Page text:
IB Photography

(Recommended working time: Three Weeks)

In this assignment students will:

  • Explore culturally and historically relevant photography to begin to understand the expressive potential of the media
  • Practice compositional skills necessary for consistently successful photography.
  • Produce and select work that reflects an awareness of cultural relevancy while exploring personal interests/concerns

Investigation Workbooks (IWB): (8 pgs.)

  • Research how to take engaging photographs. Specifically, research visual composition in photography. Look for terms such as "rule of thirds," "golden ratio," "depth of field," and how they may be used to emphasis a subject or dominant object in photography.
  • Research the work of at least two photographers in depth with special attention given to the use of subject, composition, and techniques specific to photography. The photographers must be separated by at least 50 yrs. and include photography that expresses at least 2 different cultural perspectives.
  • Critically analyze the individual work and explain the connections of specific photographs to other cultural and historical sources or artifacts.
  • Determine the specific cultural function of each artist's work and evaluate the significance of the work in each culture.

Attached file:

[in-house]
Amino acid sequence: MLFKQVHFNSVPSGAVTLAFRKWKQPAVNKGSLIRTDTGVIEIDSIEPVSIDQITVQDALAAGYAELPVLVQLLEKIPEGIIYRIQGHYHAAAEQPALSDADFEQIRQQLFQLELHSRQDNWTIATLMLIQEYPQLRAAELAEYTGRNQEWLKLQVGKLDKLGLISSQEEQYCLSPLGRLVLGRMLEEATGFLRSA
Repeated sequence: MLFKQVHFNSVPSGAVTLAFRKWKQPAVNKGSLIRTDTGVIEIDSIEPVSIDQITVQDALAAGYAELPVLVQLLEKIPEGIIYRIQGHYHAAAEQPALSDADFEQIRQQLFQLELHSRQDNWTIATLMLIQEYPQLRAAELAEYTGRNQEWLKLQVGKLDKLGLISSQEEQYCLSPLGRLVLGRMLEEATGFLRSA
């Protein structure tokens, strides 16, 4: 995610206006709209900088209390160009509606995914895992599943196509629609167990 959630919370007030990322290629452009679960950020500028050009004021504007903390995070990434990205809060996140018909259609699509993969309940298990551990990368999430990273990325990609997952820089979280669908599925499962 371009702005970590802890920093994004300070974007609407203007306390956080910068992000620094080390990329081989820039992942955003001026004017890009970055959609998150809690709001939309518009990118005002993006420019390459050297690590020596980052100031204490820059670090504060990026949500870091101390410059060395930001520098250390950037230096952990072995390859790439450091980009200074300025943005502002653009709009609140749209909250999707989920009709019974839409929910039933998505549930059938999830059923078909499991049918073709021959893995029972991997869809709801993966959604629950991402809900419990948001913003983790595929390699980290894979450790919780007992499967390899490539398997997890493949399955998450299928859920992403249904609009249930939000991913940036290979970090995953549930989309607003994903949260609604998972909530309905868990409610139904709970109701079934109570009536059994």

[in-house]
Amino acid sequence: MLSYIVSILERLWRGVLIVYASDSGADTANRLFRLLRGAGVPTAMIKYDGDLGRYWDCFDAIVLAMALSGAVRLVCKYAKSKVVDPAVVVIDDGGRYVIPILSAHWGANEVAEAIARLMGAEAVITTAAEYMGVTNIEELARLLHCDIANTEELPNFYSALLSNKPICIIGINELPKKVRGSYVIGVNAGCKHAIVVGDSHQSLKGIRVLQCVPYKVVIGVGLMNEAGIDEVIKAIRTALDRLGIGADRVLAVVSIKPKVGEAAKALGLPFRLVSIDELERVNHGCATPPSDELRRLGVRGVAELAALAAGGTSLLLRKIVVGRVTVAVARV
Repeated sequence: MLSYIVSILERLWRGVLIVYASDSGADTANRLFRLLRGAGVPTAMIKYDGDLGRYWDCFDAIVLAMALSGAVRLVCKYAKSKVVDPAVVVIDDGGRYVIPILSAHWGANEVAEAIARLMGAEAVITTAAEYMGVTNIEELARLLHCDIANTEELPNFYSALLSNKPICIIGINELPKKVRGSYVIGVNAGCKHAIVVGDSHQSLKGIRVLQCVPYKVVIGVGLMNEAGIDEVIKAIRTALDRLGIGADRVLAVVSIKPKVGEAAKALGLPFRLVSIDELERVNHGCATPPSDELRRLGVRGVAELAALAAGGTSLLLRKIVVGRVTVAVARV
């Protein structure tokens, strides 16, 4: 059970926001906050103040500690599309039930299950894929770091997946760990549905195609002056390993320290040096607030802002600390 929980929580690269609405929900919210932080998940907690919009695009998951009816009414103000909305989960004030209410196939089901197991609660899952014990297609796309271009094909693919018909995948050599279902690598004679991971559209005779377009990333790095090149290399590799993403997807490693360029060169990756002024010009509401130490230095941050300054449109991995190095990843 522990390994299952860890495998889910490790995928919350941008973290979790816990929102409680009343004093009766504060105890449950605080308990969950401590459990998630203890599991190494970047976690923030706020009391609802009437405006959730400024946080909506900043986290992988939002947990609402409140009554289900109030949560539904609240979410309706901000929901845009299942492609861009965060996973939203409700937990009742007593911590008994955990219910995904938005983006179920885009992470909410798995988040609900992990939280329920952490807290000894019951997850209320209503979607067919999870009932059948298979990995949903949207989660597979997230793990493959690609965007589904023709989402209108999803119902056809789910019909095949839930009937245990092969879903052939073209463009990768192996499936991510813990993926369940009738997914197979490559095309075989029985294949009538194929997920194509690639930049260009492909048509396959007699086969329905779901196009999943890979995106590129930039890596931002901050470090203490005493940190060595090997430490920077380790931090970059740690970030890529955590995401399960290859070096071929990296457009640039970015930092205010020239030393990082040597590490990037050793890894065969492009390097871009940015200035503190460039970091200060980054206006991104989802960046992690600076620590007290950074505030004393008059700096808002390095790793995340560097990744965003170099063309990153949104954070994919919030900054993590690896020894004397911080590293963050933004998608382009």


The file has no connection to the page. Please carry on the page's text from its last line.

• Remember to cite your sources

Studio Work: (5-10 5X7 Photographs)

  • Create a variety of photographs that exhibit a clear connection to your research. These photographs may reflect another photographers compositional techniques or subject matter but may not be copies.
  • Photographs must be printed in the 5X7 size to allow for matting and should be "glossy." All student work must be demonstrably original. IB is rigorous and plagiarism is severely dealt with in the program.
    (NOTE: Practice photographing both 2 and 3 dimensional work.)
  • Select from your group of photographs 5-10 which most clearly express one idea or topic, reflect the strongest connection to the works of others without plagiarism, and demonstrate a strong understanding and technical skill with the new media.
    • This small series of photographs should express one consistent idea, message, or theme with a variety of settings or subjects.

    • These photographs should emphasis one dominant object using either a focal point in the composition or depth of field to help the viewer identify a dominant object.

Assessment: Students may show their work for critique and submit their sketchbooks for evaluation.

Aspens, New Mexico, 1958
Ansel Adams
American, 1902-1984
Gelatin silver print
Image: 10-1/8 x 13 in. (25.7 x 33 cm)
Norton Simon Museum, Gift of the Artist
© 2008 Ansel Adams Publishing Rights Trust